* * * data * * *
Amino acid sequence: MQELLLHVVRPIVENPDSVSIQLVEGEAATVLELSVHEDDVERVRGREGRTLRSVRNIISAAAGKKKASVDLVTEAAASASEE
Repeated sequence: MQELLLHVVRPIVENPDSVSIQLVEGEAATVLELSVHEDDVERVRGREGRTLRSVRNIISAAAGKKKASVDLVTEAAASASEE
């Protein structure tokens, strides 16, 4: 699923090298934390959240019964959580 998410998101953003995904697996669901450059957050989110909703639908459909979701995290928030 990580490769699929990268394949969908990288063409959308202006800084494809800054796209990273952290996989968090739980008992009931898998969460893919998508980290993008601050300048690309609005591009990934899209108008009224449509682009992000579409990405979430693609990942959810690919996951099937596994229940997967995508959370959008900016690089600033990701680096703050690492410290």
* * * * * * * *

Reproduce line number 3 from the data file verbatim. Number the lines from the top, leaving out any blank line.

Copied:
């Protein structure tokens, strides 16, 4: 699923090298934390959240019964959580 998410998101953003995904697996669901450059957050989110909703639908459909979701995290928030 990580490769699929990268394949969908990288063409959308202006800084494809800054796209990273952290996989968090739980008992009931898998969460893919998508980290993008601050300048690309609005591009990934899209108008009224449509682009992000579409990405979430693609990942959810690919996951099937596994229940997967995508959370959008900016690089600033990701680096703050690492410290």